Spoke about taking back the control over your web experience using Firefox Add-ons.
So it was that awesome part of the year again, the one time we all wait for, Mozilla Festival time! This was my second time being a part of this amazing event (you can read more about my first encounter with it here) and this time I was a pathfinder there.
There were 1700 attendees at the event and I have the firm belief that if you pick a group of 20 random people there and asked them what is the Mozilla Festival you’d receive 20 different answers. There will be a common theme to the answers though which is the creative nature of the event.
Mozilla’s annual, hands-on festival (affectionately known as MozFest) is dedicated to forging the future of the open Web.
MozFest is a celebration of creativity, the Web and the people who ♡ it. It is the culmination of our motto of a Web made by users for users and a place where you can learn, explore and create new things and boldly take your Web stuff to places no one though sane before!
This event is not like you usual tech convening. MozFest is a practical event where instead of being passive watching someone talk, people engage in practical activities exploring new ideas, prototypes and connecting to other awesome people. Roughly one in three people were there as facilitators meaning they were there to help others. There were sessions about basically everything, from scaling a program such as the Mozilla TechSpeakers to learning how to play the musical instrument known as Pandeiro which is a frame drum from Brazil. The Mozilla Festival will have something for everyone.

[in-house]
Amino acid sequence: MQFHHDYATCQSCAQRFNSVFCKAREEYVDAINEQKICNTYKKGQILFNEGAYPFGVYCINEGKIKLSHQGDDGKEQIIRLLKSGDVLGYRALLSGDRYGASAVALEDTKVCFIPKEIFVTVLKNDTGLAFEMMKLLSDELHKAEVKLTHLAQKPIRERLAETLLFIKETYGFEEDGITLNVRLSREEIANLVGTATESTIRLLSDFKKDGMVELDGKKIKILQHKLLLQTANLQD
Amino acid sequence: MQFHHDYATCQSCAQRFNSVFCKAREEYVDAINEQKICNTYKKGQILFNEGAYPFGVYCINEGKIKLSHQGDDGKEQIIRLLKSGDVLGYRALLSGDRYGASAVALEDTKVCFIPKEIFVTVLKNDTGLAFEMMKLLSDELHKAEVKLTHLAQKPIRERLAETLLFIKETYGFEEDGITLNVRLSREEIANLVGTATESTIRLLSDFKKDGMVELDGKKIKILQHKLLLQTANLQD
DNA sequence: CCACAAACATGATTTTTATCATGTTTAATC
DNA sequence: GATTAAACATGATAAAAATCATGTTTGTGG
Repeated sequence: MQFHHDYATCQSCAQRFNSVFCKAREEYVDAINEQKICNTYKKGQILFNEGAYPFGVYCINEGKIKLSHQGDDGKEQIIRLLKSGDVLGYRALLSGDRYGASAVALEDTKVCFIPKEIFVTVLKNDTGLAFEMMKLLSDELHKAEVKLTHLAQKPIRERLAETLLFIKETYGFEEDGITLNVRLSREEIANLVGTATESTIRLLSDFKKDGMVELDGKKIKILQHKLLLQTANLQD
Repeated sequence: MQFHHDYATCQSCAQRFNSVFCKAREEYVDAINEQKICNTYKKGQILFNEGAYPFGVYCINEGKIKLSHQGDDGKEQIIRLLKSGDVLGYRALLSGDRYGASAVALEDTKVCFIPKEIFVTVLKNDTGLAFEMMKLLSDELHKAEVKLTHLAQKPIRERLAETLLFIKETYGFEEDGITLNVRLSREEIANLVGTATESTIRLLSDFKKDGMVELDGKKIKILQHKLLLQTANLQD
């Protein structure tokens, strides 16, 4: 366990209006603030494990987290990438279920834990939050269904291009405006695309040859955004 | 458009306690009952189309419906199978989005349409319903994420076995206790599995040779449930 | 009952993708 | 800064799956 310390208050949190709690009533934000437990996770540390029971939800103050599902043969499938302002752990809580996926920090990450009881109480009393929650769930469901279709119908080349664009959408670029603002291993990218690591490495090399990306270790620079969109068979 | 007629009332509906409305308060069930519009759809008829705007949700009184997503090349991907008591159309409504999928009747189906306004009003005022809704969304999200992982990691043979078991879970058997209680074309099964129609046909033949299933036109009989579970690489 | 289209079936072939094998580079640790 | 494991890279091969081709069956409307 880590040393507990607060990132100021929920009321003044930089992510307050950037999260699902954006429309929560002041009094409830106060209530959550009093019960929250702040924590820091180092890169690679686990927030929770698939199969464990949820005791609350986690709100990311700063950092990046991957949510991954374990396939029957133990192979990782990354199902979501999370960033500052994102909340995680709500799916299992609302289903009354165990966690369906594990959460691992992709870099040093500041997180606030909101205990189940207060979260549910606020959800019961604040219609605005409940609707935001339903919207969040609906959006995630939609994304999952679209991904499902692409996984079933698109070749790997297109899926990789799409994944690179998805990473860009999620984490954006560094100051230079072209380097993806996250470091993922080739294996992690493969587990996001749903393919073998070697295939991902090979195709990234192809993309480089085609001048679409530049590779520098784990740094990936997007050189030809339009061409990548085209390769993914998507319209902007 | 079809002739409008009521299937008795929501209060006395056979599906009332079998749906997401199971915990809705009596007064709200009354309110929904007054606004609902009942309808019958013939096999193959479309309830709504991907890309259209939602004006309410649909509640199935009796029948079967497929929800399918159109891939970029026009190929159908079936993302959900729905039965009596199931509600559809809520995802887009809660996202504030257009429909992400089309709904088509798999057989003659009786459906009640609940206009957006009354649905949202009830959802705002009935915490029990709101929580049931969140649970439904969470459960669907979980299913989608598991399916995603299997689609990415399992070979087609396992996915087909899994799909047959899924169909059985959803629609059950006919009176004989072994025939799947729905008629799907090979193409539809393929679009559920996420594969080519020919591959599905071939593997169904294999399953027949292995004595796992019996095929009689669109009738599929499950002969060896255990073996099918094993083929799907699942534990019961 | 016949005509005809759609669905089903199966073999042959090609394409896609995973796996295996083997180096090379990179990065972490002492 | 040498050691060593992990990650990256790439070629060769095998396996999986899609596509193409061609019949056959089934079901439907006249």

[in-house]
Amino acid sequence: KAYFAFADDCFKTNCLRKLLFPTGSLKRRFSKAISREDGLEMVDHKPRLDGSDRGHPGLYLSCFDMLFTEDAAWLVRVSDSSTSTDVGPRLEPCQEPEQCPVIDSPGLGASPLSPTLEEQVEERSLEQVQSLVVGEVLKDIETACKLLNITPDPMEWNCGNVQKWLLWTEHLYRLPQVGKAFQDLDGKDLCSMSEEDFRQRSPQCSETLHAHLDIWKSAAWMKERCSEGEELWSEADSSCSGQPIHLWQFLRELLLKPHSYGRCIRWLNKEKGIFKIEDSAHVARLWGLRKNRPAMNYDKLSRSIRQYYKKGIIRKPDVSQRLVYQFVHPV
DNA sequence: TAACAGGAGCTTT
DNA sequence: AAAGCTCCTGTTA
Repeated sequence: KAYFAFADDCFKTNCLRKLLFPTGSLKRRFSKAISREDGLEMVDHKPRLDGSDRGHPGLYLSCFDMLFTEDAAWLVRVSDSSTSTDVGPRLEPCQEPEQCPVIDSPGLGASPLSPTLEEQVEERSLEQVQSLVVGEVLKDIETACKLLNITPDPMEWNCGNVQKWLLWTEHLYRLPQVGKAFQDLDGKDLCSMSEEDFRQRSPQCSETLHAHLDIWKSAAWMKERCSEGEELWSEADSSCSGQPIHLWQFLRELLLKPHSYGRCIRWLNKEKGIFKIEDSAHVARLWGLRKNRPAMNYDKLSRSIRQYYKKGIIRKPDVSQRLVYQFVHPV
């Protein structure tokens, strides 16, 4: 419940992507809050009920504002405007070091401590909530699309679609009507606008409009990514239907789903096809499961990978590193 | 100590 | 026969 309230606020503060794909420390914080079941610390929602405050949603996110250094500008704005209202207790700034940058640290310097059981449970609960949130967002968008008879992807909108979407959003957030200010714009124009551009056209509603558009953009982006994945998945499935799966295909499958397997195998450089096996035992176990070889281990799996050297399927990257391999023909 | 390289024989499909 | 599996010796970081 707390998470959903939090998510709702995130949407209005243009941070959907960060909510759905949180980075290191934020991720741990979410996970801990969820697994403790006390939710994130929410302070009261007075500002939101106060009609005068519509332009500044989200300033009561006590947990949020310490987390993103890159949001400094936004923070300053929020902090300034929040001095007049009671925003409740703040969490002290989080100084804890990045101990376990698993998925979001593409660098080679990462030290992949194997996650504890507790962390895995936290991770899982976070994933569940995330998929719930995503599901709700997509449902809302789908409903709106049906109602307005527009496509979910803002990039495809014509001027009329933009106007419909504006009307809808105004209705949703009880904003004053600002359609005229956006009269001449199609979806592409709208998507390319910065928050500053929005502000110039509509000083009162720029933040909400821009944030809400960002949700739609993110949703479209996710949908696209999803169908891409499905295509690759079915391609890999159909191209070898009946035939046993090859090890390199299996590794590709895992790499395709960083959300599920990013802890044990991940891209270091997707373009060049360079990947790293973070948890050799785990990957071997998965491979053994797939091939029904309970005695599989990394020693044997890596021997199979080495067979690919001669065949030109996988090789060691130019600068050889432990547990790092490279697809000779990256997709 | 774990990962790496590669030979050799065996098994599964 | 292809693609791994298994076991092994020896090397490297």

In this post we’ll share how we organize our meetings here at the Rio Mozilla Club, you can use, remix and adapt this to your own setting.
We have two types of activities going on during one of our club meetings.
- Micro-activities: these are quite simple and only require a flip-chart, sharpie pens or similar and post-it notes. They usually take about 5 minutes to complete.
- Activities: these are the same activities you find at the Web Literacy Basics curriculum. Most activities take about 1 hour to complete.
In our events we tend to do a little roller-coaster ride oscillating between micro-activities and full activities to keep the rythim cool.
There is a lot of talk about digital inclusion in Brazil and in general people are supportive about it but we don’t always stop to think about why it is important. There are those that think that digital inclusion is only a way to add value to your resumé so to become a more interesting hire, I disagree with this notion because I believe that digital inclusion goes way beyond professional opportunities.